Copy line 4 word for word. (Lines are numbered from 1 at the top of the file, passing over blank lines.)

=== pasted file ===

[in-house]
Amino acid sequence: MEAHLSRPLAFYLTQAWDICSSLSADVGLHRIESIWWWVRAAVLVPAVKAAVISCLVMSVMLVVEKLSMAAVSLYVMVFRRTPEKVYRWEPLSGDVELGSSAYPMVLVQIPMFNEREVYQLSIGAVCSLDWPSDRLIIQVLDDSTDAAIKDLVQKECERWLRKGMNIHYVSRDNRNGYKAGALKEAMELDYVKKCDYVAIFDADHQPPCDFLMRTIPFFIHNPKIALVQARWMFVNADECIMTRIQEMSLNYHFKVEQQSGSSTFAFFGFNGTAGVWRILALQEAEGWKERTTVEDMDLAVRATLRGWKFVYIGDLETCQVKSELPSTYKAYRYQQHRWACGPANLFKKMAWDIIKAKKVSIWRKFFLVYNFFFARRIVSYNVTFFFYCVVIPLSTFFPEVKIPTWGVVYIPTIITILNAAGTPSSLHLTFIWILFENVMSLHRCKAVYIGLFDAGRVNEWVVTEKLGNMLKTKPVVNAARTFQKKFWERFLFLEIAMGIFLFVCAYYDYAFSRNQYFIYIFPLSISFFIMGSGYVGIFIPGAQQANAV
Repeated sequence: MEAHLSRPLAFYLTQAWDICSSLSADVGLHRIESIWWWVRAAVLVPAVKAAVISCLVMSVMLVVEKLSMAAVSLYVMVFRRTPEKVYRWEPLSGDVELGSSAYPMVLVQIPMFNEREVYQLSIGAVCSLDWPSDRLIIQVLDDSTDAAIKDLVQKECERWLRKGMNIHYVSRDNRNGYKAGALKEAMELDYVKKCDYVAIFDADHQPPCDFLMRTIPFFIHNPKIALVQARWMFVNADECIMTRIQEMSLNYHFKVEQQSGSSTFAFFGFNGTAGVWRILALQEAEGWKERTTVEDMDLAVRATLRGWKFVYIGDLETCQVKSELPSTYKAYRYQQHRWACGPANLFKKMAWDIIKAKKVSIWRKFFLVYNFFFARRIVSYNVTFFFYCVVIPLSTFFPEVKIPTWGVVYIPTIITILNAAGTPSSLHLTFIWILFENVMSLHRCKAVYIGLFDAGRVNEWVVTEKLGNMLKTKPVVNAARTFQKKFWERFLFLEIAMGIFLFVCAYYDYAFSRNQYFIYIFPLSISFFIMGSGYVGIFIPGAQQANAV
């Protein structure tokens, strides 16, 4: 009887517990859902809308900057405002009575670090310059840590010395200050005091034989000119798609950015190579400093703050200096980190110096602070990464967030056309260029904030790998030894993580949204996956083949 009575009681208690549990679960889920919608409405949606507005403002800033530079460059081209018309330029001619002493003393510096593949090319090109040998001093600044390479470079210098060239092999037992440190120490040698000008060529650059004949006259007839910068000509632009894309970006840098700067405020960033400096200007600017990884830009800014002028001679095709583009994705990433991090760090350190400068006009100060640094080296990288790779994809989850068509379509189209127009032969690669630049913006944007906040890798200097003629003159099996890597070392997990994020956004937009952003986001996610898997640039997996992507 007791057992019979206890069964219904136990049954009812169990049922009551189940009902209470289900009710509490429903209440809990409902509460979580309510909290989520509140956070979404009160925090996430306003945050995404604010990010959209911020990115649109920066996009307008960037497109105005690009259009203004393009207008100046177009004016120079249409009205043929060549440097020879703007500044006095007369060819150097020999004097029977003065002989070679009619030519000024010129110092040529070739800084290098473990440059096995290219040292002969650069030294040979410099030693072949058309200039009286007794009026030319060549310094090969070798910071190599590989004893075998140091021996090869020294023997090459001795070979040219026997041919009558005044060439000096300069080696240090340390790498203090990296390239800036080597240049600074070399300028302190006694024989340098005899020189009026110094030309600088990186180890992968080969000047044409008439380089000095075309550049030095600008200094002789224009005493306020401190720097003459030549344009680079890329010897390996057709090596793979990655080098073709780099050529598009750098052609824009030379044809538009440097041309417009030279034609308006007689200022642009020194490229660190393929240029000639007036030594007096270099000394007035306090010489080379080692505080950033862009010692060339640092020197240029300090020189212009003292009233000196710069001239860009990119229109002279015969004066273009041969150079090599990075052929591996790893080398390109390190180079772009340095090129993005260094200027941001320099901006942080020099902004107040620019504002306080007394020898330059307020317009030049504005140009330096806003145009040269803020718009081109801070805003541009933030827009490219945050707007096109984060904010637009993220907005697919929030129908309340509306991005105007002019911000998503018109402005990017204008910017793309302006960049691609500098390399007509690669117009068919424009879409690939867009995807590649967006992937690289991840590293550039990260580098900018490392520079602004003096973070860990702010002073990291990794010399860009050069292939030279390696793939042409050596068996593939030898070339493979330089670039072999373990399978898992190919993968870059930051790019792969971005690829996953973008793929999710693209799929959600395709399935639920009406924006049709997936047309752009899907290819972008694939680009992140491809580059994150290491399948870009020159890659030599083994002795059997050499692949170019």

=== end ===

């Protein structure tokens, strides 16, 4: 009887517990859902809308900057405002009575670090310059840590010395200050005091034989000119798609950015190579400093703050200096980190110096602070990464967030056309260029904030790998030894993580949204996956083949 009575009681208690549990679960889920919608409405949606507005403002800033530079460059081209018309330029001619002493003393510096593949090319090109040998001093600044390479470079210098060239092999037992440190120490040698000008060529650059004949006259007839910068000509632009894309970006840098700067405020960033400096200007600017990884830009800014002028001679095709583009994705990433991090760090350190400068006009100060640094080296990288790779994809989850068509379509189209127009032969690669630049913006944007906040890798200097003629003159099996890597070392997990994020956004937009952003986001996610898997640039997996992507 007791057992019979206890069964219904136990049954009812169990049922009551189940009902209470289900009710509490429903209440809990409902509460979580309510909290989520509140956070979404009160925090996430306003945050995404604010990010959209911020990115649109920066996009307008960037497109105005690009259009203004393009207008100046177009004016120079249409009205043929060549440097020879703007500044006095007369060819150097020999004097029977003065002989070679009619030519000024010129110092040529070739800084290098473990440059096995290219040292002969650069030294040979410099030693072949058309200039009286007794009026030319060549310094090969070798910071190599590989004893075998140091021996090869020294023997090459001795070979040219026997041919009558005044060439000096300069080696240090340390790498203090990296390239800036080597240049600074070399300028302190006694024989340098005899020189009026110094030309600088990186180890992968080969000047044409008439380089000095075309550049030095600008200094002789224009005493306020401190720097003459030549344009680079890329010897390996057709090596793979990655080098073709780099050529598009750098052609824009030379044809538009440097041309417009030279034609308006007689200022642009020194490229660190393929240029000639007036030594007096270099000394007035306090010489080379080692505080950033862009010692060339640092020197240029300090020189212009003292009233000196710069001239860009990119229109002279015969004066273009041969150079090599990075052929591996790893080398390109390190180079772009340095090129993005260094200027941001320099901006942080020099902004107040620019504002306080007394020898330059307020317009030049504005140009330096806003145009040269803020718009081109801070805003541009933030827009490219945050707007096109984060904010637009993220907005697919929030129908309340509306991005105007002019911000998503018109402005990017204008910017793309302006960049691609500098390399007509690669117009068919424009879409690939867009995807590649967006992937690289991840590293550039990260580098900018490392520079602004003096973070860990702010002073990291990794010399860009050069292939030279390696793939042409050596068996593939030898070339493979330089670039072999373990399978898992190919993968870059930051790019792969971005690829996953973008793929999710693209799929959600395709399935639920009406924006049709997936047309752009899907290819972008694939680009992140491809580059994150290491399948870009020159890659030599083994002795059997050499692949170019």